- Daily Zen
Despite Portugal having negotiated a 78 billion euro bail-out package in May, the credit rating agency, Moody’s Investors Service, cut the Euro country’s debt rating to junk status on Tuesday, based on risks that the country, like Greece, would need a second bail-out before it could start raising money in the capital markets.
Downgrading long-term government bond ratings from Baa1 to Ba2, or junk, Moody’s also indicated that further downgrades might be in the offing.
Portugal becomes the second Eurozone country, after Greece, to be rated junk, i.e., non-investment grade. Greece’s debt rating was lowered from B to CCC last month by the credit ratings agency Standard and Poor’s based on strong concerns regarding the increasing likelihood of Athens restructuring its 340 billion euro debt load.
According to the official statement by Moody’s, the downgrade and negative outlook assigned to Portugal are based on the following drivers:
“1. The growing risk that Portugal will require a second round of official financing before it can return to the private market, and the increasing possibility that private sector creditor participation will be required as a pre-condition.
2. Heightened concerns that Portugal will not be able to fully achieve the deficit reduction and debt stabilisation targets set out in its loan agreement with the European Union (EU) and International Monetary Fund (IMF) due to the formidable challenges the country is facing in reducing spending, increasing tax compliance, achieving economic growth and supporting the banking system.”
The Government of Portugal has responded to the downgrade and negative outlook declared by Moody’s by saying that the credit rating agency had ignored the planned tax increases outlined last week in Parliament, which, according to Portugal’s Finance Ministry “constitutes a proof of the government’s determination to guarantee the deficit targets for this year.”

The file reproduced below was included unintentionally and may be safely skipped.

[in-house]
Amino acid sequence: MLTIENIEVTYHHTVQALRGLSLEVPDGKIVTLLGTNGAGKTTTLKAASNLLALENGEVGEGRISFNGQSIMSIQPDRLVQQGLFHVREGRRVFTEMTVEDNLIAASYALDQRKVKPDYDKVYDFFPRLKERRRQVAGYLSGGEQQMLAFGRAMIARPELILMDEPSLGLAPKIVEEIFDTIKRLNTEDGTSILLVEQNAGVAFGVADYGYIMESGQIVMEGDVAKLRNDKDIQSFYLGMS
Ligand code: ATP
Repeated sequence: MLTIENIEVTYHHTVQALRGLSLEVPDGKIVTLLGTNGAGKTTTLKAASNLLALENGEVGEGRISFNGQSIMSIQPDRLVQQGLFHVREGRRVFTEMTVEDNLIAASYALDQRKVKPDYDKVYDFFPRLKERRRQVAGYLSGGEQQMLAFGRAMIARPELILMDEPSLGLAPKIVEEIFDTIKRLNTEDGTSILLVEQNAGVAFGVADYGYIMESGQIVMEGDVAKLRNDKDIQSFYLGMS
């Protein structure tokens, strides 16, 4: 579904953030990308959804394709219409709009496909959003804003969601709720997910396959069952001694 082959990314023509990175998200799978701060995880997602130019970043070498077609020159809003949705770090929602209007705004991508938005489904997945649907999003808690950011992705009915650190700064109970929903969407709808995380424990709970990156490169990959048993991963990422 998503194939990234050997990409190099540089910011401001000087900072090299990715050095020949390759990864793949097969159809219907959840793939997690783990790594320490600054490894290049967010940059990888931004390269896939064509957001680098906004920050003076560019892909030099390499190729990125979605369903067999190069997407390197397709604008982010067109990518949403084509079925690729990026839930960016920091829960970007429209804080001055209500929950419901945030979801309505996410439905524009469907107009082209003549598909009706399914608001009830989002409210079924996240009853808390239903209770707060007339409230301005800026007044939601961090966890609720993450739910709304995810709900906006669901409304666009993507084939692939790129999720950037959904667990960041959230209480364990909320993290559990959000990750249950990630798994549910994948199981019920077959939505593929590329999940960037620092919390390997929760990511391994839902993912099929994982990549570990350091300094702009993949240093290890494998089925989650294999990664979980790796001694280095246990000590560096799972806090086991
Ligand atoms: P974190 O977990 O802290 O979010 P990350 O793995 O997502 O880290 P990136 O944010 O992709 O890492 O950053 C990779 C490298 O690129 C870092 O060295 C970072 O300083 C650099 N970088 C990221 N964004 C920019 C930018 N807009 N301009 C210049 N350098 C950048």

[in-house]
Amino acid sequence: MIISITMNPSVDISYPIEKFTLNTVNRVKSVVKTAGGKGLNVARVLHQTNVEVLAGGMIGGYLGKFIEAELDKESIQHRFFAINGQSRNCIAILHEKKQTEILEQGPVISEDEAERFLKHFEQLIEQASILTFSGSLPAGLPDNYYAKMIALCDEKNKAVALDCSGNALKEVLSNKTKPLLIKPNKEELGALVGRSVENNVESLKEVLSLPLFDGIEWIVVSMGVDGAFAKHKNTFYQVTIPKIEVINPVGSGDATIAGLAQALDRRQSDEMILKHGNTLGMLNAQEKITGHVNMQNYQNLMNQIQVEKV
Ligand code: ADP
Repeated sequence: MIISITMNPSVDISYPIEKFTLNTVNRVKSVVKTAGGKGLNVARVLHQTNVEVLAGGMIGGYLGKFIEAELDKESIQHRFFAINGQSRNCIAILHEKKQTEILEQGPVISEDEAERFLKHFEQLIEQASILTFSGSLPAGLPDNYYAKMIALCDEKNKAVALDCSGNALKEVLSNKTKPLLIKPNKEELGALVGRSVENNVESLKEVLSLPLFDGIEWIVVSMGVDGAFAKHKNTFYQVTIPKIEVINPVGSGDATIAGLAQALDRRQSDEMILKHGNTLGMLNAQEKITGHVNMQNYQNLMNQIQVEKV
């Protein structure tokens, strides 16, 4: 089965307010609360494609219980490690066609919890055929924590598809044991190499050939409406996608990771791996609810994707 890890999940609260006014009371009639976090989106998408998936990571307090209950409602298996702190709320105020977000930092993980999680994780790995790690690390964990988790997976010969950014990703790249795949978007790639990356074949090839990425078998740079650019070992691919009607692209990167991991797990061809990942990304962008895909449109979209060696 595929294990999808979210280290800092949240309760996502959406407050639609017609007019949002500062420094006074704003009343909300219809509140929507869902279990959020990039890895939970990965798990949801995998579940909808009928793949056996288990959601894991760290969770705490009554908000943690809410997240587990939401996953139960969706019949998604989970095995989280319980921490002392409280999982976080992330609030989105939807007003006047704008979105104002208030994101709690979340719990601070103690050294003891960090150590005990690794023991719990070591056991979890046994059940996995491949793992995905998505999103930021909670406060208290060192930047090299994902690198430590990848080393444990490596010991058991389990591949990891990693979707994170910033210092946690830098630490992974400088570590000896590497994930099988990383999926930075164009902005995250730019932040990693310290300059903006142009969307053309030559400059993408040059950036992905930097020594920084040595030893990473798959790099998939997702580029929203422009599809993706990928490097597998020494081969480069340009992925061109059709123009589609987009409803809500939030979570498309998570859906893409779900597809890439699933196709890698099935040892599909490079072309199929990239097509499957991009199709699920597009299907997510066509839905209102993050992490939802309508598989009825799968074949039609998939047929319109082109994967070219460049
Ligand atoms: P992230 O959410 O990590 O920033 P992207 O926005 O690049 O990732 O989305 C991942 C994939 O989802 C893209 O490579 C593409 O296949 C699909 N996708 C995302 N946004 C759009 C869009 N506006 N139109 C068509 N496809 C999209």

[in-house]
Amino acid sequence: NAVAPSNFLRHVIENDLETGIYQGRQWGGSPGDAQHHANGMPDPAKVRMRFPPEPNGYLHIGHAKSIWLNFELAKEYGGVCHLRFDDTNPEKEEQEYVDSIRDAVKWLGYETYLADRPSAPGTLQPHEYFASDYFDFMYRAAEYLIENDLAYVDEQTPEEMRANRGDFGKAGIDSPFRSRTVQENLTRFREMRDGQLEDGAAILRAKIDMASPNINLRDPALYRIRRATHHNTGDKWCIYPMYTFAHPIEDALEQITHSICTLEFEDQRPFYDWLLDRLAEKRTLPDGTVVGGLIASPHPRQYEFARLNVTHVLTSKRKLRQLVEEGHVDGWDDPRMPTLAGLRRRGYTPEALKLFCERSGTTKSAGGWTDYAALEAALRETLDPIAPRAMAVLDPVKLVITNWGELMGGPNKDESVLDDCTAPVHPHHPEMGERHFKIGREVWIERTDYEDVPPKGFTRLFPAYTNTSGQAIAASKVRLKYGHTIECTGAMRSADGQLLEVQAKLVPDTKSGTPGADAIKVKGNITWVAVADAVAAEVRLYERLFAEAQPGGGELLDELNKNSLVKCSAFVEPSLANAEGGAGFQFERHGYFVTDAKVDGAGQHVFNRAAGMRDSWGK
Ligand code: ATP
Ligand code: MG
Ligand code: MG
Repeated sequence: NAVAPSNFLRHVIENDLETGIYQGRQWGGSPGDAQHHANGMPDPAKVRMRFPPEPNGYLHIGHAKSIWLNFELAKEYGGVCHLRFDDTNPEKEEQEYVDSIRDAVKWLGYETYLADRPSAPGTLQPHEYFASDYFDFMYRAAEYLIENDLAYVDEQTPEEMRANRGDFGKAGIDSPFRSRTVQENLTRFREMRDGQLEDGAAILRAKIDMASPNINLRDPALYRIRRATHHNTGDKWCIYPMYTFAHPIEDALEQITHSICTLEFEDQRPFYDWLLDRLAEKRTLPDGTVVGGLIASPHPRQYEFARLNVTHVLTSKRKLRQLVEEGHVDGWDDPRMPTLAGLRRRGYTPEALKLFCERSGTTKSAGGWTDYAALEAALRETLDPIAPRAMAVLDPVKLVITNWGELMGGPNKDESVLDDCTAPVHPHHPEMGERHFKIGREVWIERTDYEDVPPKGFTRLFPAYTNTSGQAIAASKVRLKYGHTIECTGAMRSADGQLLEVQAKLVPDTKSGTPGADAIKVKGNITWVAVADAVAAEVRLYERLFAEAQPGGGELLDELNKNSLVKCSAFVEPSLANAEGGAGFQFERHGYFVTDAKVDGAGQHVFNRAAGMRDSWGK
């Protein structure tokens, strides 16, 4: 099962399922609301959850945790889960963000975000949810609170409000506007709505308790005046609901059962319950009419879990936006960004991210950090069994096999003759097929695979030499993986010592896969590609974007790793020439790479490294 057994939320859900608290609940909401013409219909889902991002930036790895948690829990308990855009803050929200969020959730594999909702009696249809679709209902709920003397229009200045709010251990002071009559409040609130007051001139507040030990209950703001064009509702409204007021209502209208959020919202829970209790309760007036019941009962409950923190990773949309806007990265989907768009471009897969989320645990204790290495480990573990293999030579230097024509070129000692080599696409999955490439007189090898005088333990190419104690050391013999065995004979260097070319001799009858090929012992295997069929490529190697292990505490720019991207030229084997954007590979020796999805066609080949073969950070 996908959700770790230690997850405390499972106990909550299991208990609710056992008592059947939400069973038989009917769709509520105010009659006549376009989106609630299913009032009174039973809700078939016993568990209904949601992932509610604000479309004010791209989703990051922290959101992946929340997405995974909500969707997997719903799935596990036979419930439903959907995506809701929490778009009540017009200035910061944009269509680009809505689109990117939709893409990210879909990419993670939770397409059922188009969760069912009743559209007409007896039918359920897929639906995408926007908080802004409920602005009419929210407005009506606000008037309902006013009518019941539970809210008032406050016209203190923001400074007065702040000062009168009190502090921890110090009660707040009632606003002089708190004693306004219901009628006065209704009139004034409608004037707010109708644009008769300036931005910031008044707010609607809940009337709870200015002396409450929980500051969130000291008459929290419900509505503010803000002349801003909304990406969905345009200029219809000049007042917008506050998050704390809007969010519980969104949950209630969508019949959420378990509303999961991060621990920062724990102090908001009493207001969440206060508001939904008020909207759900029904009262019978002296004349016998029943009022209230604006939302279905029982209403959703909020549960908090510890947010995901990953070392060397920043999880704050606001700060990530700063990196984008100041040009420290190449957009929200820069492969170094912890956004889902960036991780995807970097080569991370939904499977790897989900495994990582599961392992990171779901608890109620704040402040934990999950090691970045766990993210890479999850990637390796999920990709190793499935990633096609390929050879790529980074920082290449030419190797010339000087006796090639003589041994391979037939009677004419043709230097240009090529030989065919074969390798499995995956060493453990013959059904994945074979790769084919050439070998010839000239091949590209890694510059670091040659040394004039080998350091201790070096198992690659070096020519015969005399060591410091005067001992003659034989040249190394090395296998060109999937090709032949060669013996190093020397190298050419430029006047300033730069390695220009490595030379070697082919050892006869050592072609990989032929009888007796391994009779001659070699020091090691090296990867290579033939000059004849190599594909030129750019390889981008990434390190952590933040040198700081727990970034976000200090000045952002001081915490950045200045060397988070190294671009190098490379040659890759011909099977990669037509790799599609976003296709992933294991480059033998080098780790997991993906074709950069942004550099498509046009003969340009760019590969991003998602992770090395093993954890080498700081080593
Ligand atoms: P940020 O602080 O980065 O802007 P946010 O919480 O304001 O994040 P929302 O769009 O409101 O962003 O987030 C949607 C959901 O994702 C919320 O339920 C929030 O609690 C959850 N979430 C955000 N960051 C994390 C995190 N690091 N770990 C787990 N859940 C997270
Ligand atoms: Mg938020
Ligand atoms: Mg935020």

After the Socialist Govt. led by José Sócrates lost power last month, a number of austerity measures have been pushed by the new center-right coalition government, led by the Social Democrats and Prime Minister Pedro Passos Coelho.
The new Government led by Mr. Coelho, said last week that in order to meet its budget deficit target pledged by Portugal in return for the May bail-out, higher taxes would need to be raised.
As part of the related austerity measures, a special tax has been planned to be introduced which will hopefully aid an additional tax collection of 800 million euros ($1.2 billion). This tax will reportedly be levied in the form of a 50% deduction on the traditional Christmas bonus given to Portuguese workers.
Alongwith the Government’s pledge of speeding up the process of privatizing state-owned companies, a number of other ambitious infrastructure projects in the pipeline, have also been shelved by the government in order to cut spending.
According to figures released last week, at the end of the first quarter, Portugal’s deficit is down to 8.7% of GDP, as compared to the 9.2% three months earlier.
The target is to cut deficit to 3% by 2013.